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Spain Weather, climate and geography
Weather and climate
Best time to visit
Spain's climate varies from temperate in the north to dry and hot in the south. As it is a big country with varying terrain and altitudes, climate can be extremely distinctive from one corner to another. Overall, the coastal regions in the South and Eastern parts of Spain are excellent to visit all year round thanks to the Mediterranean climate (mild temperatures and long days). Northern Spain generally experiences colder temperatures than the South, while Central Spain stays hot and dry due to its location on a plateau.
The best time to visit depends on the region and type of travel experience you’re seeking. For a beach vacation, the best months for guaranteed sunshine are June to August. Naturally, these are also the busiest months for tourism along the coast and on the Spanish islands, so be prepared for high prices and crowds. If you’re looking to escape the crowds, head inland to cities like Seville, Madrid and Granada where temperatures are sizzling but streets are empty.
The shoulder season for travel in Spain is usually late spring and autumn: from April to end of May and October to November. These are when tourist destinations are least crowded and weather is still pleasant. January to February is the best time to ski, as snow is ample and the sun is shining. Especially in the Sierra Nevada, the sun can be quite overwhelming even in the snow – come prepared with snow goggles and sunscreen.
From June to August on the coastal areas, casual beach wear like flip flops, vests, loose fitting clothing and shorts will suffice. It can get unbearably hot in the city, so be prepared to brave the weather with plenty of water, a hat and sunscreen.
In between high and low season (April-May; October-November) climate can be unpredictable in certain parts of the country– be sure to pack your umbrella, raincoat and a light jacket for the night.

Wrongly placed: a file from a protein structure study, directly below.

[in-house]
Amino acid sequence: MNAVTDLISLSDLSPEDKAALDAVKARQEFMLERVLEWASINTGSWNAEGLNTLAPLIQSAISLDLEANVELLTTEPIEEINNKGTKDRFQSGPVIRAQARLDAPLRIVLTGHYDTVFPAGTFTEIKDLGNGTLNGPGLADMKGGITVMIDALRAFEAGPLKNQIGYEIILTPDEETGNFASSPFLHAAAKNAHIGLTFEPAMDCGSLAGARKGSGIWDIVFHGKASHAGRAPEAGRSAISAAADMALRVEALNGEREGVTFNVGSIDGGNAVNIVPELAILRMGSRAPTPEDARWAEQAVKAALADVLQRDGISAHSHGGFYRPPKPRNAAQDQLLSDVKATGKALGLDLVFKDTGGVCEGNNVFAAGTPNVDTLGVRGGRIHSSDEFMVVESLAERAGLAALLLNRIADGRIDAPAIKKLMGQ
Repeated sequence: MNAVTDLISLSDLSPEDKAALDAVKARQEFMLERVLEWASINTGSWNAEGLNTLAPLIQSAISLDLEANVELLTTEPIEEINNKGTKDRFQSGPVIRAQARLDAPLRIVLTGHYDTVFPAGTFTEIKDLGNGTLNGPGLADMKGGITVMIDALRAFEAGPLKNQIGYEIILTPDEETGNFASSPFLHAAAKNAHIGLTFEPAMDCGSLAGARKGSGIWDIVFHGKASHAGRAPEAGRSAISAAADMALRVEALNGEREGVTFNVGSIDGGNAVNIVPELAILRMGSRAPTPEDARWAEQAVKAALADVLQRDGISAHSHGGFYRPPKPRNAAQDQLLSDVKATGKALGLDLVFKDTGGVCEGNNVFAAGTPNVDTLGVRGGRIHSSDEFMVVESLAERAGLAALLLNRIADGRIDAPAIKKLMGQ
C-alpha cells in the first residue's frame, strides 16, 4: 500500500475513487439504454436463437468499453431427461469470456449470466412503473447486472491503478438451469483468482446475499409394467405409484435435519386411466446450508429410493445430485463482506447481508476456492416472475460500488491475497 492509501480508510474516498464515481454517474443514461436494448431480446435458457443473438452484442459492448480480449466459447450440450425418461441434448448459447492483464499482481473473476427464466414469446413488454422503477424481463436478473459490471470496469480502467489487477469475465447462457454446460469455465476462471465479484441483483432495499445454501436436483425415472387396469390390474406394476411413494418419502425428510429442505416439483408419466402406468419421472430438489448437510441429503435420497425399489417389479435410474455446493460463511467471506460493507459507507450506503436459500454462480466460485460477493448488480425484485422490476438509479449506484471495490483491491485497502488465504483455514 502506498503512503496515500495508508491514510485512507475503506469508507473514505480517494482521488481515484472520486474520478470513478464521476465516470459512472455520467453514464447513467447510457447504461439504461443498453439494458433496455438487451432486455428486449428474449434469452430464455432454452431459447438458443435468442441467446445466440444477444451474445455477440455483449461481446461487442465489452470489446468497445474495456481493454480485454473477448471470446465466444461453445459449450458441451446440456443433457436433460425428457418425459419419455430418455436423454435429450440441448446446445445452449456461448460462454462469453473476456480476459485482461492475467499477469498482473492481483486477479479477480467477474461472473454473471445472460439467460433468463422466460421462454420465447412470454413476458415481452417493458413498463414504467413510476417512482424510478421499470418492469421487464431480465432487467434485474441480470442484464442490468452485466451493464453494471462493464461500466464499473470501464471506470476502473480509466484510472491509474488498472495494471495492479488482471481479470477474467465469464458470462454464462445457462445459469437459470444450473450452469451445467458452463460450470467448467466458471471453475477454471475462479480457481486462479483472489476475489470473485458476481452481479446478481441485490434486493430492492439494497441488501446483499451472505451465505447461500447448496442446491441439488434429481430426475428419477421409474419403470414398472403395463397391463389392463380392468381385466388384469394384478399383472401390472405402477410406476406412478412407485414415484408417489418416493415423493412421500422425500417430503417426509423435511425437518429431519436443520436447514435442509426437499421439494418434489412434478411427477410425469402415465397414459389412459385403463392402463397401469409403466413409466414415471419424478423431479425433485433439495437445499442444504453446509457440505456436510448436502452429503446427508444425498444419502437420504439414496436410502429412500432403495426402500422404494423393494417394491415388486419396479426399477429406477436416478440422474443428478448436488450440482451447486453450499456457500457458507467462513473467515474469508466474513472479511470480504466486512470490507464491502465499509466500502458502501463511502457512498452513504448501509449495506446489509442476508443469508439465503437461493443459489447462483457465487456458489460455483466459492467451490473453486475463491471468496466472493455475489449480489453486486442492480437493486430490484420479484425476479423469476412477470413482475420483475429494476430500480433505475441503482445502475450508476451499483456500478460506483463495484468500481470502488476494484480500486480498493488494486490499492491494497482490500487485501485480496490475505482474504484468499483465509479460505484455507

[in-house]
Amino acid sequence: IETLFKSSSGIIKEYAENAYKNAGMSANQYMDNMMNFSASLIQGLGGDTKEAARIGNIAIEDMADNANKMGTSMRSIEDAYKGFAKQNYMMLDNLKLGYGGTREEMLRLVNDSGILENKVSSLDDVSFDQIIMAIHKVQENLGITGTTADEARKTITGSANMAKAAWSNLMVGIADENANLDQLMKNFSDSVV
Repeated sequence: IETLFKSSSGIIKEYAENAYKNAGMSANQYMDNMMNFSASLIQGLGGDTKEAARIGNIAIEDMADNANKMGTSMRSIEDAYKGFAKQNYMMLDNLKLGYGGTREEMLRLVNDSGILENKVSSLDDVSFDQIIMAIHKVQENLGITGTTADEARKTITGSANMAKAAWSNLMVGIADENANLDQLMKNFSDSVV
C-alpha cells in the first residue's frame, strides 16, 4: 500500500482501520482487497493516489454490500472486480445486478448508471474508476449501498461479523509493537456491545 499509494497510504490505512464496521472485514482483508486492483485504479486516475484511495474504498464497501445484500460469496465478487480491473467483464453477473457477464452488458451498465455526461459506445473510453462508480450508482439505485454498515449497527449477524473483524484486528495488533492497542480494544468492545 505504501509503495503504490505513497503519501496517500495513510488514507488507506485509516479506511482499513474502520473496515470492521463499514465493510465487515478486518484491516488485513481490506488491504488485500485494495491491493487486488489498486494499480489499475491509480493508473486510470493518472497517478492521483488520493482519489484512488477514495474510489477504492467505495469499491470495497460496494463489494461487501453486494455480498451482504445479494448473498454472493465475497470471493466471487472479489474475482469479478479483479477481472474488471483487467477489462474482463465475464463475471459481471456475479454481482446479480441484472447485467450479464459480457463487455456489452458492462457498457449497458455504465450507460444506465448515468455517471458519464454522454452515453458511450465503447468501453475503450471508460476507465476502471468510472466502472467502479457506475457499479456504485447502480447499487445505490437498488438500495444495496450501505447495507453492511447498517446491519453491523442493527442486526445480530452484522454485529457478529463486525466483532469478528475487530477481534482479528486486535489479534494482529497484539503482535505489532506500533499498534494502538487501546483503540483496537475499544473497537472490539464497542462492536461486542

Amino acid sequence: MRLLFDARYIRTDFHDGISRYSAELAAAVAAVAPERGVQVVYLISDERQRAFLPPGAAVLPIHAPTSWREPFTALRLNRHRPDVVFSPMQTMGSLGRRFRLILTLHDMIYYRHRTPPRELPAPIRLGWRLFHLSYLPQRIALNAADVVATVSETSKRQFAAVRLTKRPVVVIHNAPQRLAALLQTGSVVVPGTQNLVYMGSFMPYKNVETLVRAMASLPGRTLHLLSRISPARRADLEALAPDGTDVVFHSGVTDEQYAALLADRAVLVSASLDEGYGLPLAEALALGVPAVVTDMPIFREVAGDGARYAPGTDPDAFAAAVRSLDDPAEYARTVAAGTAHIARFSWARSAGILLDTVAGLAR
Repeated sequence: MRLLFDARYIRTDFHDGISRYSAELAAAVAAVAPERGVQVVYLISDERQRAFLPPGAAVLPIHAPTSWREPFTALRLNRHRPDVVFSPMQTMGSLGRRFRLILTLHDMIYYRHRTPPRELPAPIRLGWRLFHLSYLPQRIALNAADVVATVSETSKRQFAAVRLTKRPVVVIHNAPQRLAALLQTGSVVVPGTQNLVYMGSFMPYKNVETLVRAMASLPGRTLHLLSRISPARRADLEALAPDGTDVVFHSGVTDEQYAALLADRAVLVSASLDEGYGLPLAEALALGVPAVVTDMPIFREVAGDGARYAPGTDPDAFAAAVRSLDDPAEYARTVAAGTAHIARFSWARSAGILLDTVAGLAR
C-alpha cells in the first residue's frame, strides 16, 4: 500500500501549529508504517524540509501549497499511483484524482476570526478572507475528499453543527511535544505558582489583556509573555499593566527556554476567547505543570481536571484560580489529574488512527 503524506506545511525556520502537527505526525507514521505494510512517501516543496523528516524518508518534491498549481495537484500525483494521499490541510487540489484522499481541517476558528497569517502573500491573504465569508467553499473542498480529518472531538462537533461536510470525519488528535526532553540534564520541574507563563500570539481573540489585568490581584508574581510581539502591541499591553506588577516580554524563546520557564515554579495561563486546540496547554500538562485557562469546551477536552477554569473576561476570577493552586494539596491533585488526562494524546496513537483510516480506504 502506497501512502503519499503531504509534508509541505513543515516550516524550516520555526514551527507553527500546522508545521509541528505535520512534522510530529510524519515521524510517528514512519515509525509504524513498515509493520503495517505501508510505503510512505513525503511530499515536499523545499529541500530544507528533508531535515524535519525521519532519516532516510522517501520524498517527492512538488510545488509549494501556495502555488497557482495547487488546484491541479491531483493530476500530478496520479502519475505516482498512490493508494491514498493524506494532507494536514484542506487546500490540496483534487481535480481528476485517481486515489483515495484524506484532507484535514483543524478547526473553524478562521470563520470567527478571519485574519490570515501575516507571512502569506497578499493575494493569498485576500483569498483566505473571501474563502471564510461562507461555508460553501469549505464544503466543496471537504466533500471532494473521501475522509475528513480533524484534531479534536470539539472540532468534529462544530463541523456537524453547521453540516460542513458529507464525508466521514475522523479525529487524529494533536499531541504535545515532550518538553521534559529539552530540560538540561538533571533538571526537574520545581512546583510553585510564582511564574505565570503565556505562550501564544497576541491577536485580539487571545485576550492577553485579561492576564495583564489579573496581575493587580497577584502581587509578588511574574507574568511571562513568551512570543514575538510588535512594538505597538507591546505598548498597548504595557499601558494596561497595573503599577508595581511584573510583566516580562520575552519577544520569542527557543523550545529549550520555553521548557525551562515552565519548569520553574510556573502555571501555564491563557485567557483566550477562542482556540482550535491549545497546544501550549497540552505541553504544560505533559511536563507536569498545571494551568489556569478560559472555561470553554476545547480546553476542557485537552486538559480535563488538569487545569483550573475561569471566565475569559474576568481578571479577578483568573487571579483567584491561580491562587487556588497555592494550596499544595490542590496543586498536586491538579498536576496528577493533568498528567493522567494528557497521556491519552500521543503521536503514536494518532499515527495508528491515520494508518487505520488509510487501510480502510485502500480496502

Spain shares the Iberian Peninsula with its smaller neighbour, Portugal, and is bordered to the northeast by the Pyrenees mountain range that cuts across France and Andorra. Surrounded by the Atlantic Ocean and the Mediterranean Sea, Spain has numerous stretches of coastline that are extremely crowded especially in summer.
Spain has two main groups of islands that are popular with tourists: the Balearic Islands (Mallorca, Menorca, Ibiza and Formentera) located 193km (120 miles) southeast of Barcelona, and the Canary Islands off the west coast of Africa (mainly Tenerife, Gran Canaria, Fuerteventura, Lanzarote and La Palma). Located in continental Africa, the tiny enclaves of Ceuta and Melilla also form a part of Spain.
Mainland Spain is the second highest and most mountainous country in Europe, with an average height of 610m (2,000ft). The Pyrenees stretch roughly 400km (249 miles) from the Basque Country's Atlantic coast. In places the peaks rise to over 1,524m (5,000ft), the highest point being 3,404m (11,169ft).
The main physical feature of Spain is the vast central plateau, or meseta, divided by several chains of sierras. The higher northern area includes Castile and León and the southern section comprises Castile-La Mancha and Extremadura. In the south, the high plains rise further at the Sierra Morena before falling abruptly at the great valley of the Guadalquivir.
Southeast of Granada is the Sierra Nevada, which runs parallel to the Mediterranean. Its summit Mulhacen, at 3,718m (12,198ft), is the highest point on the Spanish peninsula. The highest peak in Spain is the Pico del Teide on Tenerife in the Canaries, measuring a height of 3,718m (12,198ft).